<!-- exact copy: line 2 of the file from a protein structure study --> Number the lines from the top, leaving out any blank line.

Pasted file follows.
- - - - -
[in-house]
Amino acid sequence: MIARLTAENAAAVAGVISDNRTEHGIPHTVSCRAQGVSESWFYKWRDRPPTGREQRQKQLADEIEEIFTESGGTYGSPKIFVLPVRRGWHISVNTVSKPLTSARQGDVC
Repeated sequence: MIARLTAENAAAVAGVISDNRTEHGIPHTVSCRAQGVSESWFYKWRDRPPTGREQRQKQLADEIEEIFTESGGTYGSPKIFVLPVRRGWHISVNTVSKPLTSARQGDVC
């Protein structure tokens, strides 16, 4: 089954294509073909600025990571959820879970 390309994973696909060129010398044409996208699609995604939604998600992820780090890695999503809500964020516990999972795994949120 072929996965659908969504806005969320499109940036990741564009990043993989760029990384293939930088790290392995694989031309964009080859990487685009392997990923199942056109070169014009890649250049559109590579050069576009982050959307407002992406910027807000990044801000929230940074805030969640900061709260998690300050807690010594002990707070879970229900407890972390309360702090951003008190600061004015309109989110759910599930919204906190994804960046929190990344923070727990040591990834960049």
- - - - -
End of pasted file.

Amino acid sequence: MIARLTAENAAAVAGVISDNRTEHGIPHTVSCRAQGVSESWFYKWRDRPPTGREQRQKQLADEIEEIFTESGGTYGSPKIFVLPVRRGWHISVNTVSKPLTSARQGDVC